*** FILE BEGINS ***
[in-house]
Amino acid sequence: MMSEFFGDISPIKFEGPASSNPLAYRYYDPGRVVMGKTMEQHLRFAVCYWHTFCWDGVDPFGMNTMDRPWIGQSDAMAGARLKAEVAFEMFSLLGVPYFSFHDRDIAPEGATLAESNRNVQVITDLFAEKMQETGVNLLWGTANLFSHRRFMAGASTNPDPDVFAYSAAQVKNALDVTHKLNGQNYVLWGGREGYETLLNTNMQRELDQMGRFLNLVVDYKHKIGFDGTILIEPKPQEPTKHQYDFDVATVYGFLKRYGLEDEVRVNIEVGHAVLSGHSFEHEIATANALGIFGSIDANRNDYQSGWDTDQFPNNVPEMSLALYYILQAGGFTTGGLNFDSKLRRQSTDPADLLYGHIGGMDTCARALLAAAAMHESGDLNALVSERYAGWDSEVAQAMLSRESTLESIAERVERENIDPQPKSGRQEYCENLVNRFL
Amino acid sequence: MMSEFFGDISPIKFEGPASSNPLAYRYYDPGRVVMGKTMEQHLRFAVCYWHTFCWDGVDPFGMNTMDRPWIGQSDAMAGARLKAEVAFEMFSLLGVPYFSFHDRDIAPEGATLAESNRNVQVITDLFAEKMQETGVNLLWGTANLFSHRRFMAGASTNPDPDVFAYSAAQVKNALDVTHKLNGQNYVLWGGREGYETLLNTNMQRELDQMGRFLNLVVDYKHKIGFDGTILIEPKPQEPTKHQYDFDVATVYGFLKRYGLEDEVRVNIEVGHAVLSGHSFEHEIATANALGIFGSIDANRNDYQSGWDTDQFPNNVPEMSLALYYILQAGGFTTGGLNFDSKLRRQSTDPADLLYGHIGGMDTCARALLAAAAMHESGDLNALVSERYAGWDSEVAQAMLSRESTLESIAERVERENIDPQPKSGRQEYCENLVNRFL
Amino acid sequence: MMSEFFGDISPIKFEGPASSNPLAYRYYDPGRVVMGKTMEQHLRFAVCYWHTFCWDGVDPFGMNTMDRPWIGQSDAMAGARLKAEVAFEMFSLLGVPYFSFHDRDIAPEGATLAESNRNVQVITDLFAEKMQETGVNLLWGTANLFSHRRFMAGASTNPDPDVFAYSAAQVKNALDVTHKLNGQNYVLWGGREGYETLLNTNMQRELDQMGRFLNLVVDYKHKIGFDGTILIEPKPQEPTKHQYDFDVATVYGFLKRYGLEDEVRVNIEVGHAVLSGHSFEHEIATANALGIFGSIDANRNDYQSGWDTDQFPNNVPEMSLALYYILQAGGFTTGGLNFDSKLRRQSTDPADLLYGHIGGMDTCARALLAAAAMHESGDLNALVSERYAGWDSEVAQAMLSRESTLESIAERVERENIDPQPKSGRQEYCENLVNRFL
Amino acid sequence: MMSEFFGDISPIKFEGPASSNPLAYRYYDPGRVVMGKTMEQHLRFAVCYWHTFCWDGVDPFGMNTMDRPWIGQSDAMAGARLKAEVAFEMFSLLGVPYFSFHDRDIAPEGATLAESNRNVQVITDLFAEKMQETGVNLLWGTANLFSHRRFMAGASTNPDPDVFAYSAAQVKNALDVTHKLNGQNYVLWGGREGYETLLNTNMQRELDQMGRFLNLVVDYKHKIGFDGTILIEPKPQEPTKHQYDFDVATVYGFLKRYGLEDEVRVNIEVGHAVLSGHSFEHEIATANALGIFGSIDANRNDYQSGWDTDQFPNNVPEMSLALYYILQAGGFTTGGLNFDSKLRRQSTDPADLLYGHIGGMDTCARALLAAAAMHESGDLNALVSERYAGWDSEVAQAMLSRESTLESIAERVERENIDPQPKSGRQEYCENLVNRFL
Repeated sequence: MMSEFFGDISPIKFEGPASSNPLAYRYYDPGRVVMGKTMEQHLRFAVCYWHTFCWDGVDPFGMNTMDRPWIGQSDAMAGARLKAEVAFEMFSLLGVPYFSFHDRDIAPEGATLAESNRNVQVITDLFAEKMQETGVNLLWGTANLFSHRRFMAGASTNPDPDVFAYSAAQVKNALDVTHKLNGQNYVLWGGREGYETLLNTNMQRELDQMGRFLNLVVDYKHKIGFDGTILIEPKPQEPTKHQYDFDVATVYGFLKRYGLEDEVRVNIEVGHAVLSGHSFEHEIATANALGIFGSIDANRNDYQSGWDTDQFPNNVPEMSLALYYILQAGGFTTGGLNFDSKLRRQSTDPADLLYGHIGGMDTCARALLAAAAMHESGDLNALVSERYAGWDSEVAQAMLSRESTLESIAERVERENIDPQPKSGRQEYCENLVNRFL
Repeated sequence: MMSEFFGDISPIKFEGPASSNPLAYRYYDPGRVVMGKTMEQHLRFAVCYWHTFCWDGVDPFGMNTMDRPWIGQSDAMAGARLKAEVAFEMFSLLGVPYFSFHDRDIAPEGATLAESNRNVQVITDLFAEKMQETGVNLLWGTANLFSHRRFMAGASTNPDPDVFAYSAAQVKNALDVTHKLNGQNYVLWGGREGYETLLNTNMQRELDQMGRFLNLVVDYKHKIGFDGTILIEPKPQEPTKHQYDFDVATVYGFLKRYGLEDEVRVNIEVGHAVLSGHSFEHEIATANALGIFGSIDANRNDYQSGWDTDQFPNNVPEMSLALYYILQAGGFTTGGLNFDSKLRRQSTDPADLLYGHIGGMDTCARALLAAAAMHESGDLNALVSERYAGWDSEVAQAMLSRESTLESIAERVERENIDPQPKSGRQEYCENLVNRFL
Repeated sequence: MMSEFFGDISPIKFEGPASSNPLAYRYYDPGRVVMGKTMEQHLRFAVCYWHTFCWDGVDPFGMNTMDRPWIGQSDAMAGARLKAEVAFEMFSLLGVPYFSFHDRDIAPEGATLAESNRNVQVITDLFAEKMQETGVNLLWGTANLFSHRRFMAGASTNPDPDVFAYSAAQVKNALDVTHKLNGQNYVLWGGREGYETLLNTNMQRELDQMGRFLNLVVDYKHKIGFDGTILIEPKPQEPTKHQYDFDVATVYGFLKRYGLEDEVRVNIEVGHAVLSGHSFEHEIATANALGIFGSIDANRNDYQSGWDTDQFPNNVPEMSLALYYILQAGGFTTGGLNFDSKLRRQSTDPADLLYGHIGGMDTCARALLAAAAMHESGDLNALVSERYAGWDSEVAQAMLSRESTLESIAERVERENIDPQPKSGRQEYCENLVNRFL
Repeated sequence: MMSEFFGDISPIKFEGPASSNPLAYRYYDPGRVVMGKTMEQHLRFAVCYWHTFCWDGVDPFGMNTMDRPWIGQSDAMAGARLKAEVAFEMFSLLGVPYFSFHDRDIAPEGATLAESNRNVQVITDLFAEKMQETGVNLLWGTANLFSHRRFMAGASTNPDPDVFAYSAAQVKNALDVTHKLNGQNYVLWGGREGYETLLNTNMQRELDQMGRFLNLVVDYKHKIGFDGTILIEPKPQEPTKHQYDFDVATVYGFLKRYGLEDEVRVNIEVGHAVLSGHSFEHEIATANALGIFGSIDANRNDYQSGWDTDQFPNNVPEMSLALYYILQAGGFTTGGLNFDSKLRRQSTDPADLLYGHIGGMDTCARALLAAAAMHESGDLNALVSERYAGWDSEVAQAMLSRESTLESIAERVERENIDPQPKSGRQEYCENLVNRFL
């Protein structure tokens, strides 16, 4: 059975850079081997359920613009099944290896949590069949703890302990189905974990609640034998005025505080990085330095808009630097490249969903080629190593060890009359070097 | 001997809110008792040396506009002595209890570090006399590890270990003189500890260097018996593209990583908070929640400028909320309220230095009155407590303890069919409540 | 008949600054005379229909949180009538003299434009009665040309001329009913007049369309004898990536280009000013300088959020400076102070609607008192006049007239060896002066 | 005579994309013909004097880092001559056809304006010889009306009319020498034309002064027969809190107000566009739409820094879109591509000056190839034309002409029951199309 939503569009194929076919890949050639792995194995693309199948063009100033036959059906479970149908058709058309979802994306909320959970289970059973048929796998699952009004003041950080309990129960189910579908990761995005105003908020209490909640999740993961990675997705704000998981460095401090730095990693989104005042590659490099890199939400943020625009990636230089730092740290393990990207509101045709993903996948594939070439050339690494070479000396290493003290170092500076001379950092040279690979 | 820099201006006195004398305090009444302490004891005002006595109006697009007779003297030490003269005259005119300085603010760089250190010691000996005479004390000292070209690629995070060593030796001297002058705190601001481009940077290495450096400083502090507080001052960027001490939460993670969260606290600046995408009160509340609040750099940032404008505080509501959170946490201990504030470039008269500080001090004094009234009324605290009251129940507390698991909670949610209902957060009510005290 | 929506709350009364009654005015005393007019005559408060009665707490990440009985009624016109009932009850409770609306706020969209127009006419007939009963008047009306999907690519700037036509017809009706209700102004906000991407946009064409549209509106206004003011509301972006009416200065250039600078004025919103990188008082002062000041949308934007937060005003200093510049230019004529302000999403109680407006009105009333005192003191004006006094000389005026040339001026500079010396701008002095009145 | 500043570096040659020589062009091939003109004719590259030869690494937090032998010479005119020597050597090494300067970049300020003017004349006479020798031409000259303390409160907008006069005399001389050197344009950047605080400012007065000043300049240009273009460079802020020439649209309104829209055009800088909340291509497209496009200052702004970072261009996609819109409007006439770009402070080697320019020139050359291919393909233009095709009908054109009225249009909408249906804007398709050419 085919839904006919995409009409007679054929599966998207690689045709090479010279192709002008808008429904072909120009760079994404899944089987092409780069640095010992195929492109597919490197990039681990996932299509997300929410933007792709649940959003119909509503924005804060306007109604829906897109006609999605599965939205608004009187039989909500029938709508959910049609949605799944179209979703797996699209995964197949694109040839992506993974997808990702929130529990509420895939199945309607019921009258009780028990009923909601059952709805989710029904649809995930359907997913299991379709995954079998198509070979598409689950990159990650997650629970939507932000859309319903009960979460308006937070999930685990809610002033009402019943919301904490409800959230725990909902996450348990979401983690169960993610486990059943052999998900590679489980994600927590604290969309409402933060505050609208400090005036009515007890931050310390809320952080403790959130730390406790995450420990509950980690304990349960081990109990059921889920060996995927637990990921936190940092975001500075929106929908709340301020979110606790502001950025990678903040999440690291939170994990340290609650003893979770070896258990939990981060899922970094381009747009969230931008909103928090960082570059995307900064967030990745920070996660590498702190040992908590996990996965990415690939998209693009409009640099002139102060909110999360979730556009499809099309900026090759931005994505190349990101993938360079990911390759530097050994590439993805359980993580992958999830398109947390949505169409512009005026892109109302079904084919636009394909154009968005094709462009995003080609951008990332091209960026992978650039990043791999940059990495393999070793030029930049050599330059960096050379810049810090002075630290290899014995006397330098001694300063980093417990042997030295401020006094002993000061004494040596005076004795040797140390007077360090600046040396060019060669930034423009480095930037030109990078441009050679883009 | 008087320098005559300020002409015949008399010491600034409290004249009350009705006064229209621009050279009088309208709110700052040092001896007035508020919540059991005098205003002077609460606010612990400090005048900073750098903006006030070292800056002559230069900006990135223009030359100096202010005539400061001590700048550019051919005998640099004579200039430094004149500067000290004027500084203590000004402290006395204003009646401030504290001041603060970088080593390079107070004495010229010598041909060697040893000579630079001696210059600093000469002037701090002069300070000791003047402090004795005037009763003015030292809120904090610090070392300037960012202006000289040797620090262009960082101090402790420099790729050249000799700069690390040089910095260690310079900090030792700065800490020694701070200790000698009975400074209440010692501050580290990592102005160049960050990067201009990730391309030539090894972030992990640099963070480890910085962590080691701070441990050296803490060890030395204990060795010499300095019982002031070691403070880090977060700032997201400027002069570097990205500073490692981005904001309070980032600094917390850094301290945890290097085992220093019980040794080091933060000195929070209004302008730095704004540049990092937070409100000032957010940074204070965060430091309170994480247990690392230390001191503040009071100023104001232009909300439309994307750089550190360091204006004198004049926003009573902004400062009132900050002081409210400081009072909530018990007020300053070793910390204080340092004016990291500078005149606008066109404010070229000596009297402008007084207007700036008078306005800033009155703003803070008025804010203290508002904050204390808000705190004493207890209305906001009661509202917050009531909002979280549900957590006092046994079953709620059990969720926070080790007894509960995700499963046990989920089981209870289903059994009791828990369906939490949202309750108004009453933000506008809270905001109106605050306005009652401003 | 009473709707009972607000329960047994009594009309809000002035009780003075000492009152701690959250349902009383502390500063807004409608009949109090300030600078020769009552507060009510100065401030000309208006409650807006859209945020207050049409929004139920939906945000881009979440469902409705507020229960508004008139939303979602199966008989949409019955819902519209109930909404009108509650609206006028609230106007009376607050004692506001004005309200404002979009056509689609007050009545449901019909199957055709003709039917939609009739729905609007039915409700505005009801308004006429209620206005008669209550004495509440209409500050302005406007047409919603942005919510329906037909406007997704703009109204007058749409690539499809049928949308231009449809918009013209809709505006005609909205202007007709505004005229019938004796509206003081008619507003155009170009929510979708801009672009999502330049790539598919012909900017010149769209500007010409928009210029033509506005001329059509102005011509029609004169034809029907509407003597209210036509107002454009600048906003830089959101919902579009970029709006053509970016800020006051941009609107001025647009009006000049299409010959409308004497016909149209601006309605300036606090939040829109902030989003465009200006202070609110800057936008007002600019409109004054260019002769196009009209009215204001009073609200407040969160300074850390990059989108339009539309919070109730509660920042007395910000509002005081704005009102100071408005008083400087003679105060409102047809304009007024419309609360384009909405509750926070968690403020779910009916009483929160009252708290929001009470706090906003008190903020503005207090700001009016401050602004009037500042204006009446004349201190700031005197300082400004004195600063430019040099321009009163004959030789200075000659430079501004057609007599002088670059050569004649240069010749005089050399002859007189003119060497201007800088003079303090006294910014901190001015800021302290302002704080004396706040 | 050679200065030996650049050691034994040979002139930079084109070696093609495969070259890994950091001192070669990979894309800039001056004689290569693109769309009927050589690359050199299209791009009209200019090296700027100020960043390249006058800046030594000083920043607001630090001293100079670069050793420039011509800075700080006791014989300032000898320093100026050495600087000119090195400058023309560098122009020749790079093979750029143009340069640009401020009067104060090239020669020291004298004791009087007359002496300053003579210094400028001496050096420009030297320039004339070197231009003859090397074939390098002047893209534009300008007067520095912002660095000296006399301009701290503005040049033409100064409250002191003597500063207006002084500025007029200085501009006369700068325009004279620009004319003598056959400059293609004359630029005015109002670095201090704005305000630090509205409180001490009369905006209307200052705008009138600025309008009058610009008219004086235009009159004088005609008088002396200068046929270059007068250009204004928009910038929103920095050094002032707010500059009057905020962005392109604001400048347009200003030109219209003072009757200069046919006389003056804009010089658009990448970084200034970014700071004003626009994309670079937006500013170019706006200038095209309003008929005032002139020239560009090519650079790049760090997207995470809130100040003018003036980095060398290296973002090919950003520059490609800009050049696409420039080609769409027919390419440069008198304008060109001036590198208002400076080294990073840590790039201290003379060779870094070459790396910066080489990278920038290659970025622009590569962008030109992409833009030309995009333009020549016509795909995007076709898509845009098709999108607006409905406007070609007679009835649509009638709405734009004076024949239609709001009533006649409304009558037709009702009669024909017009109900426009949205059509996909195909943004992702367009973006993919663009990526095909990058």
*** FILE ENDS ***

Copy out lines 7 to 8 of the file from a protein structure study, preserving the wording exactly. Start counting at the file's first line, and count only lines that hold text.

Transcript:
Repeated sequence: MMSEFFGDISPIKFEGPASSNPLAYRYYDPGRVVMGKTMEQHLRFAVCYWHTFCWDGVDPFGMNTMDRPWIGQSDAMAGARLKAEVAFEMFSLLGVPYFSFHDRDIAPEGATLAESNRNVQVITDLFAEKMQETGVNLLWGTANLFSHRRFMAGASTNPDPDVFAYSAAQVKNALDVTHKLNGQNYVLWGGREGYETLLNTNMQRELDQMGRFLNLVVDYKHKIGFDGTILIEPKPQEPTKHQYDFDVATVYGFLKRYGLEDEVRVNIEVGHAVLSGHSFEHEIATANALGIFGSIDANRNDYQSGWDTDQFPNNVPEMSLALYYILQAGGFTTGGLNFDSKLRRQSTDPADLLYGHIGGMDTCARALLAAAAMHESGDLNALVSERYAGWDSEVAQAMLSRESTLESIAERVERENIDPQPKSGRQEYCENLVNRFL
Repeated sequence: MMSEFFGDISPIKFEGPASSNPLAYRYYDPGRVVMGKTMEQHLRFAVCYWHTFCWDGVDPFGMNTMDRPWIGQSDAMAGARLKAEVAFEMFSLLGVPYFSFHDRDIAPEGATLAESNRNVQVITDLFAEKMQETGVNLLWGTANLFSHRRFMAGASTNPDPDVFAYSAAQVKNALDVTHKLNGQNYVLWGGREGYETLLNTNMQRELDQMGRFLNLVVDYKHKIGFDGTILIEPKPQEPTKHQYDFDVATVYGFLKRYGLEDEVRVNIEVGHAVLSGHSFEHEIATANALGIFGSIDANRNDYQSGWDTDQFPNNVPEMSLALYYILQAGGFTTGGLNFDSKLRRQSTDPADLLYGHIGGMDTCARALLAAAAMHESGDLNALVSERYAGWDSEVAQAMLSRESTLESIAERVERENIDPQPKSGRQEYCENLVNRFL